HOBS - Official Receivers through history - some notable characters including the first knighted professional accountant
Bankruptcy lawyers (judges, barristers and solicitors) have been well represented in the HOBS to date on this blog. It is about time we had some characters from other parts of the insolvency world, i.e accountants, civil servants and such like. So here follows a run down of some early and notable Official Receivers (and their families):
- Sir (John) Charles Clegg (1850–1937) was a football administrator as sometime chairman and president of the Football Association. He was a solicitor by training, and was also a "widely respected official receiver in bankruptcy for Sheffield."
- Joyce Mary Daniel (1890–1985) was an early campaigner for birth control. She married Archibald Daniel (b. 1874/5), the son of William Lewes Daniel, an Official Receiver in bankruptcy.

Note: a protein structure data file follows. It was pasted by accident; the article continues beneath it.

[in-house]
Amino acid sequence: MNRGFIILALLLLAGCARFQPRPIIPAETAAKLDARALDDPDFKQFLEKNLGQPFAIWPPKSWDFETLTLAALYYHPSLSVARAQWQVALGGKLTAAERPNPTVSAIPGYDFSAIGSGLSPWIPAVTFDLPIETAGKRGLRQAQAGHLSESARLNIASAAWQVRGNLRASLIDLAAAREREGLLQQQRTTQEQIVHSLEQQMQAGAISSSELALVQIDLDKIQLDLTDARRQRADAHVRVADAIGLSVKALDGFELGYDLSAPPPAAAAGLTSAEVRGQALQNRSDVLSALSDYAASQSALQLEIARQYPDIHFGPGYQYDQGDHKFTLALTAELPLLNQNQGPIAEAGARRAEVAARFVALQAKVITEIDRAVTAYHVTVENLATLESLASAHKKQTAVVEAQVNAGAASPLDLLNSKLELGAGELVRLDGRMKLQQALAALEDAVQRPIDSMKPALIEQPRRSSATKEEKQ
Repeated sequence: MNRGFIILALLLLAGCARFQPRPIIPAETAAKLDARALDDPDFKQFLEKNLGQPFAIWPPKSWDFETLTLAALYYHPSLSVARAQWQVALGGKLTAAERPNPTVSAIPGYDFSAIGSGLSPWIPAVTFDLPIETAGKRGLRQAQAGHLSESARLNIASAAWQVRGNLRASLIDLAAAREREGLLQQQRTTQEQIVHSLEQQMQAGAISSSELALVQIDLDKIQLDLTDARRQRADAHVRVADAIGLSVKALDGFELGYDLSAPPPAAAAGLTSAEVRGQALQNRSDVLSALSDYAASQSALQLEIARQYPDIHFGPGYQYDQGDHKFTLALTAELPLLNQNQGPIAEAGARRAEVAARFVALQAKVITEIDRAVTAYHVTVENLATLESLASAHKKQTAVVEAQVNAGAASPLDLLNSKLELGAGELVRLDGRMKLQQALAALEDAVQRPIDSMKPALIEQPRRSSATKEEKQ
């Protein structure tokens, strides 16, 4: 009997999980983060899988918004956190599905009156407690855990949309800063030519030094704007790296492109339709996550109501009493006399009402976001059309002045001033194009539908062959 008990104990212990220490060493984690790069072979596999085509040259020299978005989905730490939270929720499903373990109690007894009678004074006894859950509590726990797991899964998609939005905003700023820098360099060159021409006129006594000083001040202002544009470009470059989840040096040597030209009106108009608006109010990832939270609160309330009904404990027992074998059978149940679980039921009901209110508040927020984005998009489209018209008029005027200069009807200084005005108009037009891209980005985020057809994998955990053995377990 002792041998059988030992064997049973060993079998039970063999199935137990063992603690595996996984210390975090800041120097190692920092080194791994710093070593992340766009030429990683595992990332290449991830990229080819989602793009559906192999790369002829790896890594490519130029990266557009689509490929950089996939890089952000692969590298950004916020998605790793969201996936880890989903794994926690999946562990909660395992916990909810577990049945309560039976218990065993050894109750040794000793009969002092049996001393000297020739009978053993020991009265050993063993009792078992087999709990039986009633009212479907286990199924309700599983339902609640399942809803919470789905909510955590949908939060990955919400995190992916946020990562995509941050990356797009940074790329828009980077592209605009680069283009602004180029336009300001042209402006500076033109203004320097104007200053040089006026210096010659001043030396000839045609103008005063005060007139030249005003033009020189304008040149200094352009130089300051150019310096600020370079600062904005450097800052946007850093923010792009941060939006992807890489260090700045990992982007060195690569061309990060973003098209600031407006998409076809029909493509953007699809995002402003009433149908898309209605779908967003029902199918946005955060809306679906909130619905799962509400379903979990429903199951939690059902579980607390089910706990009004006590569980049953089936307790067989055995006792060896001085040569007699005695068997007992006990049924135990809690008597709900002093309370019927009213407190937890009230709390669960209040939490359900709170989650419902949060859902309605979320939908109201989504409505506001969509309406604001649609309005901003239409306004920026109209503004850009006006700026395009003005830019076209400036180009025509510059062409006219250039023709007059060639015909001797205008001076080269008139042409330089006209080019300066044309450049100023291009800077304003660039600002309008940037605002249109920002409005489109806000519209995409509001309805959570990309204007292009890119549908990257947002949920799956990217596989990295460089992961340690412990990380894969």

- Sir Robert Palmer Harding (1821–1893), was an accountant by training and the first professional accountant to be dubbed a knight. His ODNB entry notes: "In 1883, on retiring from Harding, Whinney & Co. and the ICAEW, where he simultaneously resigned his seat on the council and also his membership, Harding accepted appointment as chief official receiver in the bankruptcy department of the Board of Trade. Appointed because of his ‘large experience in the administration of estates’ (The Accountant, 9, 1883, 4), he served in the role of chief official receiver until his retirement in 1890, when he received a knighthood—the first awarded to a professional accountant—in recognition of his contribution to the department."
- Lord Alness GBE (Robert Munro, Baron Alness (1868–1955), was the Lord Advocate in Scotland. Before these heady heights he worked as an Official Receiver. Following University Munro became an Official Receiver in bankruptcy under the Board of Trade, which apparently, "gave him an awareness of commercial law."
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